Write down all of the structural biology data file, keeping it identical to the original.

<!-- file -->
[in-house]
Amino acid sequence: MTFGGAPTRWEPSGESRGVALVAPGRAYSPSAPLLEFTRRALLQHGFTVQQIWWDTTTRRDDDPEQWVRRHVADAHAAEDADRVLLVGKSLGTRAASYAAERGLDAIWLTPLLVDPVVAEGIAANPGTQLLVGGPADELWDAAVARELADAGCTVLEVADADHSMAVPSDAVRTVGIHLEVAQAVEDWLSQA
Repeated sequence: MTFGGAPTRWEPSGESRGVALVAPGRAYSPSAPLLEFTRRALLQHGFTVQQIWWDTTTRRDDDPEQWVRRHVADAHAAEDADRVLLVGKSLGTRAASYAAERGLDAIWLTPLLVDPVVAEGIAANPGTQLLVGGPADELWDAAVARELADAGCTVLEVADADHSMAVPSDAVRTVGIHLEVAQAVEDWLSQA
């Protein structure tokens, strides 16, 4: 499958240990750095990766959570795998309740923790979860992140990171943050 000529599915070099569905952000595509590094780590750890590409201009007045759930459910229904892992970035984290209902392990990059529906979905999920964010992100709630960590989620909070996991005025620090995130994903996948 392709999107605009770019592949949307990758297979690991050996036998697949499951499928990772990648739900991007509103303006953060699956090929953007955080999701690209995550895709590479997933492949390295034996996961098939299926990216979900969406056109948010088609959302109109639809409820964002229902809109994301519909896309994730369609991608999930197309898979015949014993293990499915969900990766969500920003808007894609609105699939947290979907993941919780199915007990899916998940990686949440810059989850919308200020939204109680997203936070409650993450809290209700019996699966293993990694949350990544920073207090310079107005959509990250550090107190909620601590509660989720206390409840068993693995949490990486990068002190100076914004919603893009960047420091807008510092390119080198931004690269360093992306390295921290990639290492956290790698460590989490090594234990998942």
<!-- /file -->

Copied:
[in-house]
Amino acid sequence: MTFGGAPTRWEPSGESRGVALVAPGRAYSPSAPLLEFTRRALLQHGFTVQQIWWDTTTRRDDDPEQWVRRHVADAHAAEDADRVLLVGKSLGTRAASYAAERGLDAIWLTPLLVDPVVAEGIAANPGTQLLVGGPADELWDAAVARELADAGCTVLEVADADHSMAVPSDAVRTVGIHLEVAQAVEDWLSQA
Repeated sequence: MTFGGAPTRWEPSGESRGVALVAPGRAYSPSAPLLEFTRRALLQHGFTVQQIWWDTTTRRDDDPEQWVRRHVADAHAAEDADRVLLVGKSLGTRAASYAAERGLDAIWLTPLLVDPVVAEGIAANPGTQLLVGGPADELWDAAVARELADAGCTVLEVADADHSMAVPSDAVRTVGIHLEVAQAVEDWLSQA
């Protein structure tokens, strides 16, 4: 499958240990750095990766959570795998309740923790979860992140990171943050 000529599915070099569905952000595509590094780590750890590409201009007045759930459910229904892992970035984290209902392990990059529906979905999920964010992100709630960590989620909070996991005025620090995130994903996948 392709999107605009770019592949949307990758297979690991050996036998697949499951499928990772990648739900991007509103303006953060699956090929953007955080999701690209995550895709590479997933492949390295034996996961098939299926990216979900969406056109948010088609959302109109639809409820964002229902809109994301519909896309994730369609991608999930197309898979015949014993293990499915969900990766969500920003808007894609609105699939947290979907993941919780199915007990899916998940990686949440810059989850919308200020939204109680997203936070409650993450809290209700019996699966293993990694949350990544920073207090310079107005959509990250550090107190909620601590509660989720206390409840068993693995949490990486990068002190100076914004919603893009960047420091807008510092390119080198931004690269360093992306390295921290990639290492956290790698460590989490090594234990998942």